Finding KMS Violators in the Enterprise

I use bash to do almost everything.  Even when I’m neck-deep in Windows and I need to solve a problem, my first thought is a bash script.

Recently, I was working in a large distributed enterprise that utilizes Microsoft KMS to manage the enterprise licensing.  For the most part, all was well, and the new Windows machines that came online were getting licensed and working perfectly.

However, there were a few locations that accidentally turned a few of the downstream location servers into sub-domain KMS servers by improperly installing the license, and some new workstations in that local DNS sub domain were finding, using, and becoming loyal to those errant KMS servers.  My job was to root out all the errant KMS servers.  To the bash!

First thing I did was make a list of the DNS sub domains into a file called “subdomains.txt”, with one per line like this:


And if you have a nameserver that you trust, then you can just call that file in a “for” loop like this:

for item in `cat subdomains.txt`; do nslookup -type=srv _vlmcs._tcp.$item.parentdomain.local |egrep -e "_vlmcs" -e "service"|awk '{ print $7 }'>>kmsViolators.txt;done

…replacing parentdomain.local with your parent domain.  And then you can view the output file to see if you caught any “fish”.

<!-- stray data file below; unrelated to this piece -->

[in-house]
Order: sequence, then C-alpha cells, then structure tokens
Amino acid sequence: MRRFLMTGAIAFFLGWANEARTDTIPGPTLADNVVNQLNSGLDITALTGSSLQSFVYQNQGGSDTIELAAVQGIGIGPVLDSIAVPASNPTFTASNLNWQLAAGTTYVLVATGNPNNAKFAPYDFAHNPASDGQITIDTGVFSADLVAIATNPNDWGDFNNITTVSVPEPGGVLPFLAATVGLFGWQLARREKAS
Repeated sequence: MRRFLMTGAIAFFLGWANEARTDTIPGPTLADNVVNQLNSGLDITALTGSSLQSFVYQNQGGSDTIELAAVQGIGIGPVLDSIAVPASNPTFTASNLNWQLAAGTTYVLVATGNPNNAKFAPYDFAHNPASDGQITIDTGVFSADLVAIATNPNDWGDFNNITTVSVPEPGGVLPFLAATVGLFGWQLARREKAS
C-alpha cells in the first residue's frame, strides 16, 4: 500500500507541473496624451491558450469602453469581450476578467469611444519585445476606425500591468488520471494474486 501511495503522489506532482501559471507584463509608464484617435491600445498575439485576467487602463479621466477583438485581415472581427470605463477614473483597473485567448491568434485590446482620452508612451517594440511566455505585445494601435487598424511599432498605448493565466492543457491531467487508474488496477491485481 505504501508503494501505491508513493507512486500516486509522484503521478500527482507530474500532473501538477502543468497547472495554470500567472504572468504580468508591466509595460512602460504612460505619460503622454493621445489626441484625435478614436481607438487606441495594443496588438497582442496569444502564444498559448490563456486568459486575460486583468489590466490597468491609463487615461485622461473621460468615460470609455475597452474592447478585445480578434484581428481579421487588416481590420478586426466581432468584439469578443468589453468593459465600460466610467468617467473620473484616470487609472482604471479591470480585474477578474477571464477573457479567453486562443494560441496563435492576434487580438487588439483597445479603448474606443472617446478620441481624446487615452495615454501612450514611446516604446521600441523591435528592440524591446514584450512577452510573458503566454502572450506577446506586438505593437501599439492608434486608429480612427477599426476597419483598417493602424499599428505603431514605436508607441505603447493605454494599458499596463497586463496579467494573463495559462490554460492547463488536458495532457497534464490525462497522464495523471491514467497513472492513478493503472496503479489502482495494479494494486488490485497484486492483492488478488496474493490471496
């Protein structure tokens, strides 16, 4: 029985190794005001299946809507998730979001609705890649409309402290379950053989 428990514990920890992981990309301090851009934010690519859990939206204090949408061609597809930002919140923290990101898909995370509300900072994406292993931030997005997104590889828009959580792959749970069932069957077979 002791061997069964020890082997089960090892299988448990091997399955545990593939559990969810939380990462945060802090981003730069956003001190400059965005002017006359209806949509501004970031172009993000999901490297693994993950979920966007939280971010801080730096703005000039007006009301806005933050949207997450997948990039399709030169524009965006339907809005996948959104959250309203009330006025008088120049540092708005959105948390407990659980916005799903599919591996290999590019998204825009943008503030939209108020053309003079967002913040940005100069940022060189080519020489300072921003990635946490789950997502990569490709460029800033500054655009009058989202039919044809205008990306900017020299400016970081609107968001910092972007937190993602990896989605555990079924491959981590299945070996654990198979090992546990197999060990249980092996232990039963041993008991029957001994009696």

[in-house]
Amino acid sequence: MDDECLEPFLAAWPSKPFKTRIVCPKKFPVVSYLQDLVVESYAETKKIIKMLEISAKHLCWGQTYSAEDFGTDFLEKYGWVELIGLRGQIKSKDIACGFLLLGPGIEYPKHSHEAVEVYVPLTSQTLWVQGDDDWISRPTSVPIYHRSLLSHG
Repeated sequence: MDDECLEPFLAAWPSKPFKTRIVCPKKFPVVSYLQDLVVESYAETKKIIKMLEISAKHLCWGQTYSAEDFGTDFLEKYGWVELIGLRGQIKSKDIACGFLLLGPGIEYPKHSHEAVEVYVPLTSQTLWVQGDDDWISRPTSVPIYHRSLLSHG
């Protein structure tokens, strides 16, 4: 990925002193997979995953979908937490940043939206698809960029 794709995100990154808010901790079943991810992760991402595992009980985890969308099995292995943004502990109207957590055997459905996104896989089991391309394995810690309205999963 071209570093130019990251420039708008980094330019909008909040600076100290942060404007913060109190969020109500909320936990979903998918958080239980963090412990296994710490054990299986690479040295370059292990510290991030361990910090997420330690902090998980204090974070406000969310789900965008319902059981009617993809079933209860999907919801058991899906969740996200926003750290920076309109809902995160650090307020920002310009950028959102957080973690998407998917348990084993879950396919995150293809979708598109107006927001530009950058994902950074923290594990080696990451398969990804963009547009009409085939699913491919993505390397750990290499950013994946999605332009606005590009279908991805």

You can make more sense out of the list of results with:

for item in `cat kmsViolators.txt`;do nmblookup -A $item;done

…and just to see if the KMS service is really still running on those machines (and not blocked)…. scan them like this:

for item in `cat kmsViolators.txt`; do nmap -sT -p 1688 $item;done |egrep -v -e "Starting" -e "Nmap finished" -e "STATE"

Then, if you found some violators in one (or more) of the sub domains, you might want to see if the DNS servers agree on the KMS server listings.  So to focus on just one of the sub domains and test against all listed DNS servers, you can do this:

for item in `nslookup -type=ns parentdomain.local |grep "internet address"|awk '{ print $5 }'`; do echo "For nameserver $item:";echo "----------------------------------";echo "";nslookup -type=srv _vlmcs._tcp.sub1.parentdomain.local $item;done >> sub1-nsResults.txt

…replacing parentdomain.local with your parent domain, and replacing sub1 with the sub domain you wish to more closely inspect.

Ten, analyze the results file and see if you indeed caught the “trophy fish”!

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